This guide provides a short explanation of the terminology behind git which can be intimidating for new users.

Git Branch

A branch is a version of the repository that diverges from the main state. It is an essential feature available in most modern version control systems. A Git project can have more than one branch. Git CLI provides commands to act on branches-like: rename, list, delete, etc.

Git Checkout

In Git, the term checkout is used to switch between different versions of a repository, in other terms the git checkout command is used to switch between branche-like states (tree-ish) in a repository.

Git Cherry-Picking

Cherry-picking in Git is meant to apply some commits from one branch into another branch by selecting specific changes in the history of that branch.

Git Clone

Cloning is used to make a copy of a remote repository to a local path.

Git Fetch

Fetching allows updating the remote-tracking branches and tags from one or more other repositories, along with the objects necessary to complete their histories.


HEAD is the representation of the last commit in the current checkout branch. We can think of the head like a current branch. When you switch branches with git checkout, the HEAD revision changes, and points the new branch.

Git Index

The Git index is a staging area between the working directory and repository. It is used as the index to build up a set of changes that the user wants to commit together.

Git Master/Main

Master (or main) is a naming convention for the default git branch.

Git Merge

Merging is a process to put a forked history back together. The git merge command facilitates to take the history created by git branch and integrate them into a single branch.

Git Origin

In Git, “origin” is a reference to the remote repository from a project was initially cloned. More precisely, it is used instead of that original repository URL to make referencing much easier.

Git Pull

The term pull is used to receive data from a remote repositry, for example on Github or Gitlab. It fetches and merges changes on the remote server to the local working directory.

Git Pull Request

Pull requests are a process for a developer to notify other team members that they have completed a change, bug fix or a feature, and that they need a review of the code changes to merge it into the master branch.

Git Push

Pushing allows to upload the content of a local repository to a remote repository, an it allows to transfer commits from the local repository to a remote repository.

Git Rebase

In Git, the term rebase is referred to as the process of moving or combining a sequence of commits to a new base commit. Rebasing allows to change the base of a local branch from one commit to another.

Git Remote

In Git, the term remote is concerned with the remote repository. It is a shared repository that all team members use to exchange their changes. A remote repository is stored on a code hosting service like an internal server, GitHub, Gitlab or other services.

Git Repository

In Git, Repository is like a database used by version control system to store metadata for a set of files and directories. It contains the collection of the file as well as the history of changes made to those files. Repositories in Git is considered as your project folder. A repository has all the project-related data. Distinct projects have distinct repositories.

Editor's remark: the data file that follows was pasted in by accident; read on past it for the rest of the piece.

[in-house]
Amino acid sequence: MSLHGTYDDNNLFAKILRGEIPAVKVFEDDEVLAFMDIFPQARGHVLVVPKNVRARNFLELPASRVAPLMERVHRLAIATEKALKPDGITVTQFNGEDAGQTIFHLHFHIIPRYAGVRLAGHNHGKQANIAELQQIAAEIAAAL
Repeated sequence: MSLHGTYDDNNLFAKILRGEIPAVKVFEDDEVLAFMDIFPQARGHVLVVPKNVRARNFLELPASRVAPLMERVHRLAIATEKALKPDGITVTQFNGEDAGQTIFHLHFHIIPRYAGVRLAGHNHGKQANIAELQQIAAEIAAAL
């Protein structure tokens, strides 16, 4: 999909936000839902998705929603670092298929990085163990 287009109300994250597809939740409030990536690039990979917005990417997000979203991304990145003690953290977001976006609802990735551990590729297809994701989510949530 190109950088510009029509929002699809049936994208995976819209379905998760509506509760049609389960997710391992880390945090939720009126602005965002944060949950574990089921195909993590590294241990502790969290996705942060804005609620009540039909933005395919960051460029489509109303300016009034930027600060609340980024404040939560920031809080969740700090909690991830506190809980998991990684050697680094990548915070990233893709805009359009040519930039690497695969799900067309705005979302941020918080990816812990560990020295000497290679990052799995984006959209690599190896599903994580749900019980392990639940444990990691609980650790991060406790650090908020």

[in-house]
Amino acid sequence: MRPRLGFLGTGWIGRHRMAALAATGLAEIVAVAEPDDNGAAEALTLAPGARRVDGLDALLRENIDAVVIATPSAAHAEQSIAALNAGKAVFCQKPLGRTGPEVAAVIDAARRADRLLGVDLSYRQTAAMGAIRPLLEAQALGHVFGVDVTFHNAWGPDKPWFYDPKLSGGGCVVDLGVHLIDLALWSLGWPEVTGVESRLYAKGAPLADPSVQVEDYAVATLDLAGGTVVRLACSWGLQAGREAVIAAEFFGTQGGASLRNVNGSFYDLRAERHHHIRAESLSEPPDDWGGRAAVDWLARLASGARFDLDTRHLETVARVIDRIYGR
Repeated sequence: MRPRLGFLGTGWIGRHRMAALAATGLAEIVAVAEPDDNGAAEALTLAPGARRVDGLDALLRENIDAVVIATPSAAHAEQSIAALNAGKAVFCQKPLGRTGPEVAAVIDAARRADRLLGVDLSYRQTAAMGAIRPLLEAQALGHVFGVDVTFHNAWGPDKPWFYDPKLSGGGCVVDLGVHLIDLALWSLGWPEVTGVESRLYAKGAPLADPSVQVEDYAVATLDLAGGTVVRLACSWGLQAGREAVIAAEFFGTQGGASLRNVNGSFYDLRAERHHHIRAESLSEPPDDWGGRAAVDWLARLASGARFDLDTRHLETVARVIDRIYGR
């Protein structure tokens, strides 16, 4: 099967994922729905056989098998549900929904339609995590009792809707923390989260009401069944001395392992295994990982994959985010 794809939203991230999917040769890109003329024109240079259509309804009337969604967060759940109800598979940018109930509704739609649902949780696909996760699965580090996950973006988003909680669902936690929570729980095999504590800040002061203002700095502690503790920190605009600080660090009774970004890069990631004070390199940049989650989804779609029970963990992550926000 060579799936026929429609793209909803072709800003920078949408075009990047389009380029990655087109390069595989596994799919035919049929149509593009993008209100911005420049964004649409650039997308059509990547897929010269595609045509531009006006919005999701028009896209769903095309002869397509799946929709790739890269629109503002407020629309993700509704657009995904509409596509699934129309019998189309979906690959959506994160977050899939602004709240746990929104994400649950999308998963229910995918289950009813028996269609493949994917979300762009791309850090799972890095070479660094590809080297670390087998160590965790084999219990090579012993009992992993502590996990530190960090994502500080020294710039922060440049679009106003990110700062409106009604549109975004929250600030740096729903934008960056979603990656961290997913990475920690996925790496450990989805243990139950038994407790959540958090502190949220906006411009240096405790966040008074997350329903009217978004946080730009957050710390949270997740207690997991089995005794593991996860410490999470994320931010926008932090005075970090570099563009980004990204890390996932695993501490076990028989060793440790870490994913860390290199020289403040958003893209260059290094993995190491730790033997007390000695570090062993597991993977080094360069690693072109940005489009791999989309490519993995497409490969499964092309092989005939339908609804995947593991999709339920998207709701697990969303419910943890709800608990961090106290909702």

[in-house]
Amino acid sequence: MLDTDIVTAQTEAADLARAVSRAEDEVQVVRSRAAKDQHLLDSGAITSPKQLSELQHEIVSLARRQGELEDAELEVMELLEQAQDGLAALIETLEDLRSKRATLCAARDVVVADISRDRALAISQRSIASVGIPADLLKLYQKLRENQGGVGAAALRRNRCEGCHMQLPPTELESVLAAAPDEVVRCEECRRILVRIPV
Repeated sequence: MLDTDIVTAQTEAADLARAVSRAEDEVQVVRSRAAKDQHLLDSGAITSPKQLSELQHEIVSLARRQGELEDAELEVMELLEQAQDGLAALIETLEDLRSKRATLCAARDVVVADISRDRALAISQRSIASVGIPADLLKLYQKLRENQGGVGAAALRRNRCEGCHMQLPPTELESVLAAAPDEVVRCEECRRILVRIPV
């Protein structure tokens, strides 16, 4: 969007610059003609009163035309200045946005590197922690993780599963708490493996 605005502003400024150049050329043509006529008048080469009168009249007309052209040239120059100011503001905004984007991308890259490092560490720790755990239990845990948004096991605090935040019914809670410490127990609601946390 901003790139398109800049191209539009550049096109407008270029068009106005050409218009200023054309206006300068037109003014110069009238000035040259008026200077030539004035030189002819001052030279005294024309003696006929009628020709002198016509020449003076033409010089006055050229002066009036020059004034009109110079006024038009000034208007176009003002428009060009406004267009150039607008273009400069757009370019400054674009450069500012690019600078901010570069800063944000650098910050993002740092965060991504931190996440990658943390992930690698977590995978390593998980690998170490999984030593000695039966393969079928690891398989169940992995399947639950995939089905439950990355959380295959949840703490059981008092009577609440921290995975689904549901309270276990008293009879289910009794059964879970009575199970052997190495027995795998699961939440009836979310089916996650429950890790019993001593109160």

Git Stash

When a user tries to change branches and do not want to make a commit of incomplete work, they can stash they work. The command allows to switch branches without committing the current branch.

Git Tag

Tags make a point as a specific point in Git history. It is used to mark a commit stage as important. We can tag a commit for future reference. Primarily, it is used to mark a projects initial point like v1.

Git Upstream And Downstream

The term upstream and downstream is a reference of the repository. Generally, upstream is where users clone the repository from (the origin) and downstream is any project that integrates the work with other works. However, these terms are not restricted to Git repositories.

Git Revert

In Git, the term revert refers to undoing/removing some commits.

Git Reset

In Git, the term reset stands for undoing changes. The git reset command has three forms of invocation:

  • Soft
  • Mixed
  • Hard

Git Ignore

In Git, the term ignore is used to specify intentionally untracked files that Git should ignore, it does not affect the files already tracked by Git.

Git Diff

Git diff is a command-line utility that runs a diff function on Git data sources. These data sources can be files, branches, commits, and more. It is used to show changes between commits, commit, and working tree, etc.

Git Flow

GitFlow is a branching model for Git, developed by Vincent Driessen. It is very well organized to collaborate and scale the development team. Git flow is a collection of Git commands. It accomplishes many repository operations with just single commands.

Git Squash

Squash allows to reduce previous commits into a single commit. Git squash is a technique to group-specific changes before forwarding them to others.

Git Rm

In Git, the term rm stands for remove. It is used to remove individual files or a collection of files. The key function of git rm is to remove tracked files from the Git index. Additionally, it can be used to remove files from both the working directory and staging index.

Git Fork

A fork is a rough copy of a repository. Forking a repository allows you to freely test and debug changes without affecting the original project.

Git Cheatsheet

A Git cheat sheet is a summary of Git quick references. It contains basic Git commands with quick installation.